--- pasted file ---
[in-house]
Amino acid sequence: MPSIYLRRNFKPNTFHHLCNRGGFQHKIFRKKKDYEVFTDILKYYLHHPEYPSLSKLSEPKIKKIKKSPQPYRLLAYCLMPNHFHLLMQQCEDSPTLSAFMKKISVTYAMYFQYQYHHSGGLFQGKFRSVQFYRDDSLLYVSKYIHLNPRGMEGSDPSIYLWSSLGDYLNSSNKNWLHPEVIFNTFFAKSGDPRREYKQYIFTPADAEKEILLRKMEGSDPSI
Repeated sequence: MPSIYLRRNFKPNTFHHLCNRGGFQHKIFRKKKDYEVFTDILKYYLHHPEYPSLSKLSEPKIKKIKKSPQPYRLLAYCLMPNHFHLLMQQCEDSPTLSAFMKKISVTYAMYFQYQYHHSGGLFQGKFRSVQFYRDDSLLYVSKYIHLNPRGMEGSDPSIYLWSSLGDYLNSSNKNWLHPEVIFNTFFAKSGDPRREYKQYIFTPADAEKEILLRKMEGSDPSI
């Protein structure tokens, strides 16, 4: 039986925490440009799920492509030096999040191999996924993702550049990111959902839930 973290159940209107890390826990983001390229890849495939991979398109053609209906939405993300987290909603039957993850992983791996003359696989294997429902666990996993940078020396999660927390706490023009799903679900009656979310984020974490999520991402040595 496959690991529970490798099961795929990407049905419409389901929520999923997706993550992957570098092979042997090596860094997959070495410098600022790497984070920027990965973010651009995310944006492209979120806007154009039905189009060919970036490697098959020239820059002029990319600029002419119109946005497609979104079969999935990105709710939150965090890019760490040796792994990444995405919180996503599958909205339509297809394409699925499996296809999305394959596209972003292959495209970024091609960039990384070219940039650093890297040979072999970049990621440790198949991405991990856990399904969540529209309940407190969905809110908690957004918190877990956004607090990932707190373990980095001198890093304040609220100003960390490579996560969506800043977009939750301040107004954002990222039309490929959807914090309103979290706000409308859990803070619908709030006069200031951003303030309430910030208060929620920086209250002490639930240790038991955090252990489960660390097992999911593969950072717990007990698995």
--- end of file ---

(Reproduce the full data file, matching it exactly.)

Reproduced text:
[in-house]
Amino acid sequence: MPSIYLRRNFKPNTFHHLCNRGGFQHKIFRKKKDYEVFTDILKYYLHHPEYPSLSKLSEPKIKKIKKSPQPYRLLAYCLMPNHFHLLMQQCEDSPTLSAFMKKISVTYAMYFQYQYHHSGGLFQGKFRSVQFYRDDSLLYVSKYIHLNPRGMEGSDPSIYLWSSLGDYLNSSNKNWLHPEVIFNTFFAKSGDPRREYKQYIFTPADAEKEILLRKMEGSDPSI
Repeated sequence: MPSIYLRRNFKPNTFHHLCNRGGFQHKIFRKKKDYEVFTDILKYYLHHPEYPSLSKLSEPKIKKIKKSPQPYRLLAYCLMPNHFHLLMQQCEDSPTLSAFMKKISVTYAMYFQYQYHHSGGLFQGKFRSVQFYRDDSLLYVSKYIHLNPRGMEGSDPSIYLWSSLGDYLNSSNKNWLHPEVIFNTFFAKSGDPRREYKQYIFTPADAEKEILLRKMEGSDPSI
């Protein structure tokens, strides 16, 4: 039986925490440009799920492509030096999040191999996924993702550049990111959902839930 973290159940209107890390826990983001390229890849495939991979398109053609209906939405993300987290909603039957993850992983791996003359696989294997429902666990996993940078020396999660927390706490023009799903679900009656979310984020974490999520991402040595 496959690991529970490798099961795929990407049905419409389901929520999923997706993550992957570098092979042997090596860094997959070495410098600022790497984070920027990965973010651009995310944006492209979120806007154009039905189009060919970036490697098959020239820059002029990319600029002419119109946005497609979104079969999935990105709710939150965090890019760490040796792994990444995405919180996503599958909205339509297809394409699925499996296809999305394959596209972003292959495209970024091609960039990384070219940039650093890297040979072999970049990621440790198949991405991990856990399904969540529209309940407190969905809110908690957004918190877990956004607090990932707190373990980095001198890093304040609220100003960390490579996560969506800043977009939750301040107004954002990222039309490929959807914090309103979290706000409308859990803070619908709030006069200031951003303030309430910030208060929620920086209250002490639930240790038991955090252990489960660390097992999911593969950072717990007990698995």